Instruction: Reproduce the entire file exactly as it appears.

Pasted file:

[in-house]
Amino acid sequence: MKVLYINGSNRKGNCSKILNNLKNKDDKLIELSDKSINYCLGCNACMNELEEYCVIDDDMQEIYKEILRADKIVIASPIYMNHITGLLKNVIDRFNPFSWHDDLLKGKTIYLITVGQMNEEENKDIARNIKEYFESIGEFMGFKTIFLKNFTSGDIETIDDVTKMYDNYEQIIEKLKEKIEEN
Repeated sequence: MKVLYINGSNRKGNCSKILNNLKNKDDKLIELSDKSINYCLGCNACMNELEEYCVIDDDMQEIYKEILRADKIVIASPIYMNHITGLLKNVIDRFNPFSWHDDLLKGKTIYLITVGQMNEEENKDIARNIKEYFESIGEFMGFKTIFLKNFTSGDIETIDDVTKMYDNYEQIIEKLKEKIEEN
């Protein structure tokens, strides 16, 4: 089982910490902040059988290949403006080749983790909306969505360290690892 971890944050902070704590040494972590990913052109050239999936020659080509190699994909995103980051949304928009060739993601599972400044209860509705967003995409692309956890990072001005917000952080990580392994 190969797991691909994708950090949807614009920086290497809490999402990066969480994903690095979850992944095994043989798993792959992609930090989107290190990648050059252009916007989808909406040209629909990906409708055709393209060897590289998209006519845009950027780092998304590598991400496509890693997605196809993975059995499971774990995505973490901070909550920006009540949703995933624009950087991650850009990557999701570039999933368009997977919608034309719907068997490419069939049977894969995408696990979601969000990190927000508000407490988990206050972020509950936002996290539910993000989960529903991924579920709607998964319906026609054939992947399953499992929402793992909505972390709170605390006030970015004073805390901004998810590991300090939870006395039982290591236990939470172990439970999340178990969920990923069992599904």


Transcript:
[in-house]
Amino acid sequence: MKVLYINGSNRKGNCSKILNNLKNKDDKLIELSDKSINYCLGCNACMNELEEYCVIDDDMQEIYKEILRADKIVIASPIYMNHITGLLKNVIDRFNPFSWHDDLLKGKTIYLITVGQMNEEENKDIARNIKEYFESIGEFMGFKTIFLKNFTSGDIETIDDVTKMYDNYEQIIEKLKEKIEEN
Repeated sequence: MKVLYINGSNRKGNCSKILNNLKNKDDKLIELSDKSINYCLGCNACMNELEEYCVIDDDMQEIYKEILRADKIVIASPIYMNHITGLLKNVIDRFNPFSWHDDLLKGKTIYLITVGQMNEEENKDIARNIKEYFESIGEFMGFKTIFLKNFTSGDIETIDDVTKMYDNYEQIIEKLKEKIEEN
């Protein structure tokens, strides 16, 4: 089982910490902040059988290949403006080749983790909306969505360290690892 971890944050902070704590040494972590990913052109050239999936020659080509190699994909995103980051949304928009060739993601599972400044209860509705967003995409692309956890990072001005917000952080990580392994 190969797991691909994708950090949807614009920086290497809490999402990066969480994903690095979850992944095994043989798993792959992609930090989107290190990648050059252009916007989808909406040209629909990906409708055709393209060897590289998209006519845009950027780092998304590598991400496509890693997605196809993975059995499971774990995505973490901070909550920006009540949703995933624009950087991650850009990557999701570039999933368009997977919608034309719907068997490419069939049977894969995408696990979601969000990190927000508000407490988990206050972020509950936002996290539910993000989960529903991924579920709607998964319906026609054939992947399953499992929402793992909505972390709170605390006030970015004073805390901004998810590991300090939870006395039982290591236990939470172990439970999340178990969920990923069992599904």